CFA showed reasonable goodness of fit indices. The fit indices met the criteria of fit for the hypothesized one-factor structure. Chi square (χ2= 10.98, df = 5, p = 0.052) value and goodness of fit indices (CFI = 0.981, RMR = 0.018, RMSEA = 0.059) suggested that the model is coherent with the data. The analysis of modification indices did not find the relation between the error covariance of the items.
To verify the validity and generalizability of the factor structure, a multigroup confirmatory analysis tested measurement invariance in the two subsamples divided by gender. Table 8 shows the verified invariance hypothesis. The Δχ2 between the unconstrained and constrained models did not yield significant results. The factor structure was invariant by gender.
A Rasch Model was implemented to further investigate whether the PHE scale was uni-dimensional, and whether all items fit the model well.
Two (infit and outfit) mean square (MNSQ) statistics were computed to check whether the items fit the expected model. MNSQ determines how well each item contributes to defining a single underlying construct (unidimensionality). Infit is more sensitive to misfitting responses to items closest to the person's ability level while outfit is more sensitive to misfitting items that are farther away. If the data fitted the Rasch Model, the fit statistics should be between 0.6 and 1.4. According to Wright et al. (1994), regarding clinical observations, the fit statistics could be between 0.5 and 1.5. Table 9 shows the results of the Rasch Analysis. The measure of each item represents the estimate for the item difficulty expressed in logits; SEM is the standard error of measurement in estimation of the item difficulty; Infit and Outfit are measures of item fit.
Infit and Outfit statistics ranged from 0.62 to 1.14, which all are within the acceptable range. The person separation index (PSI) was calculated to evaluate the reliability in the Rasch Model (PSI = 0.884).
Rasch Model confirmed the unidimensionality of PHE scale and the fit of each item of the scale to the data.
Internal Consistency and Test-Retest Reliability Analysis
As in the pilot study, PHE scale had a very good internal consistency, since the value of the Ordinal Alpha via Empirical Copula was equal to 0.85. In Table 10, the Ordinal Alpha was evaluated after deleting individual items. Each item contributed significantly to the PHE scale score. The internal consistency of the 5-item PHE scale was satisfactory.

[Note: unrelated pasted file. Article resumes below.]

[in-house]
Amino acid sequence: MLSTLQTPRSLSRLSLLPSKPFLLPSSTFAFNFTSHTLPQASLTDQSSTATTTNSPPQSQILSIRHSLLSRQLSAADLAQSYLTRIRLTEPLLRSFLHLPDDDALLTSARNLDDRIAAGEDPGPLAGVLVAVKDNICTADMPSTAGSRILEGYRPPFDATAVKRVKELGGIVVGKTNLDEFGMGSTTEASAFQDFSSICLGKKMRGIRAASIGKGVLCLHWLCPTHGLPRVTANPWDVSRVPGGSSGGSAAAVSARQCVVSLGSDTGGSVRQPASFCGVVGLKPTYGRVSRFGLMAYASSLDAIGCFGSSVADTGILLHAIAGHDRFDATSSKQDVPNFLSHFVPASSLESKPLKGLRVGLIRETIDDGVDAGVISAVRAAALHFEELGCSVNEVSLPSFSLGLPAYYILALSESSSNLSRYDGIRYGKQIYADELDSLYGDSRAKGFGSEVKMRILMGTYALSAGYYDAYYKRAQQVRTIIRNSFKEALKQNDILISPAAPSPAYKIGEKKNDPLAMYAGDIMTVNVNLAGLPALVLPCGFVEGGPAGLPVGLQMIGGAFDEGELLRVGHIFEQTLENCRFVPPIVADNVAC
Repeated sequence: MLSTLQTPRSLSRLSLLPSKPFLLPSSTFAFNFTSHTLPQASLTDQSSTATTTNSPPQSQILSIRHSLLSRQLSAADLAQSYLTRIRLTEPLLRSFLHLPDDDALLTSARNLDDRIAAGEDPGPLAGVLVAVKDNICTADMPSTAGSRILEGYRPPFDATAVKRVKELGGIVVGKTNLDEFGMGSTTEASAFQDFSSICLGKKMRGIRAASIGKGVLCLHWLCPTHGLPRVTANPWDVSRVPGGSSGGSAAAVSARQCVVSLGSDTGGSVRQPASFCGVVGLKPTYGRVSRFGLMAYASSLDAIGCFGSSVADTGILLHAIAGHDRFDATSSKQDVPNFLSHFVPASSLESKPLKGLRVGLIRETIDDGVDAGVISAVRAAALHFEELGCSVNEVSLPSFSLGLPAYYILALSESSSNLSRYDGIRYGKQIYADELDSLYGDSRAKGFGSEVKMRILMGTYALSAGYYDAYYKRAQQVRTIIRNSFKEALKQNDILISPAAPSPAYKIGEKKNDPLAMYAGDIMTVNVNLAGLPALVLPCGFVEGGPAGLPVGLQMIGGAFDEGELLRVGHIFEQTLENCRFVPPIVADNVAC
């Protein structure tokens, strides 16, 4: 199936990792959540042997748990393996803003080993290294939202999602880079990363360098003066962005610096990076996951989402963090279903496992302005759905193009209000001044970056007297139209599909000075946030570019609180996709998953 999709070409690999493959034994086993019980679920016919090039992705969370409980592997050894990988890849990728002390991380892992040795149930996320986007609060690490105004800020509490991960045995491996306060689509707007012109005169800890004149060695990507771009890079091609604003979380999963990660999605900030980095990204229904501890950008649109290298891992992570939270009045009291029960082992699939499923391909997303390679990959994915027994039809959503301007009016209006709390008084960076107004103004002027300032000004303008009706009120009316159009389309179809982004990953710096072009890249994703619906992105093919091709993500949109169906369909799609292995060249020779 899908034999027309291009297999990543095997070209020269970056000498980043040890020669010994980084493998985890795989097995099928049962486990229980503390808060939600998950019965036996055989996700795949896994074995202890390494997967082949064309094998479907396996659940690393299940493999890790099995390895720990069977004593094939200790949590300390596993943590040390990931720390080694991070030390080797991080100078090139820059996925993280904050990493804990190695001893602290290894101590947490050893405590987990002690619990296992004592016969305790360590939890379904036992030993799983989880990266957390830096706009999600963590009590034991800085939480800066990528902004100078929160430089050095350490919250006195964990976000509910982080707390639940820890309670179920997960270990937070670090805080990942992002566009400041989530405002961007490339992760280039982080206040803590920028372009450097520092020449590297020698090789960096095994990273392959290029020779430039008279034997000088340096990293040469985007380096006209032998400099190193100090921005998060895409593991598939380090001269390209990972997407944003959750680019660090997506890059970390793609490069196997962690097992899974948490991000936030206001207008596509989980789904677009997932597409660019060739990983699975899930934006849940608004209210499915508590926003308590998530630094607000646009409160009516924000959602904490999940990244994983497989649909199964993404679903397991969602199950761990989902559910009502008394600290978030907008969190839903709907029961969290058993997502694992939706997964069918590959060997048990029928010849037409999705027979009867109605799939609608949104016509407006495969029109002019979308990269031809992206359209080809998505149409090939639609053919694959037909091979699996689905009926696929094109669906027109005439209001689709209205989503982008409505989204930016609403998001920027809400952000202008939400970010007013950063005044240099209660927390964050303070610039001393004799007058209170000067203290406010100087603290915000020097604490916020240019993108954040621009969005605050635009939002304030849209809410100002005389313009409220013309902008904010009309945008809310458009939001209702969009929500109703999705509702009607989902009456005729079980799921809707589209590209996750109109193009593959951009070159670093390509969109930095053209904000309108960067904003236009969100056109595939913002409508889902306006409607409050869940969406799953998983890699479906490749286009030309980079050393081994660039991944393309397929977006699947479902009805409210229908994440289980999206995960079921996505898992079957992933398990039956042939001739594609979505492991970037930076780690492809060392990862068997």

Test-Retest reliability was examined by calculating two-way mixed, absolute concordance intra-class correlation coefficient (ICC). A sample of 30 participants was retested after 15 days. This subsample did not differ significantly from the initial sample in terms of gender [χ 2(1) = 0.004, p = 0.94]. According to Fleiss parameters (1986), ICC yielded excellent results after 15 days (ICC = 0.95; CI = 0.90−0.97).
To assess concurrent validity, PHE factor scores were evaluated in relation to PAM and MMAS-4 scores.
First, a Pearson correlation was calculated. The results showed a moderate correlation between Patient Engagement and Patient Activation Measures (r = 0.431, p < 0.001). In other words, higher levels of Engagement were moderately and significantly related to higher levels of Activation.
For Patient Activation Measures, an independent samples t-test was conducted to measure the PHE factor scores for patients with medium or high adherence to medication (MMAS-4 score =0) and patients with low adherence (MMAS-4 score >0). This classification is considered clinically relevant (Spatola et al., 2014). Patients with low MMAS-4 scores, i.e., indicating good adherence to medication, scored significantly higher on PHE (M = 0.16, SD = 1.01) compared to patients with low adherence [M = −0.10, SD = 0.99; t(350) = 2.299, p = 0.022]. Furthermore, the correlation between PHE and MMAS-4 scores was significant (r = −0.165, p < 0.01) and negative, in accordance with theoretical expectations.
Although patient engagement has been considered a key factor to improve healthcare delivery, currently there is a lack of instruments able to assess patient engagement. To date, only one instrument, the Patient Activation Measure (PAM), has been developed by Hibbard et al. (2004, 2005) to measure the active role of patients in their care. This instrument, although extremely valuable and widespread in the clinical practice in several countries (Maindal et al., 2009; Zill et al., 2013; Ahn et al., 2014; Magnezi and Glasser, 2014), does not appear able to grasp the complexity and dynamicity of the psychological experience of patient engagement. Particularly patient activation, which is the concept underlying the PAM development, mainly relates to the behavioral and cognitive attitude of a patient in his/her care management. From previous studies aimed at unveiling the inner subjective experience of engagement of chronic patients (Barello et al., 2014a, 2015a,b; Graffigna et al., 2014) we discovered that the emotional elaboration of the disease diagnosis and of its psycho-social effect on patients' life, plays a fundamental role in the development of patients' engagement. Thus, from our perspective, the path of motivational and emotional elaboration of the new patient's identity occurring after the disease diagnosis (and of the consequent reframing of daily routines, values, and projects) has to be considered in order to understand patients' engagement (Barello and Graffigna, 2014).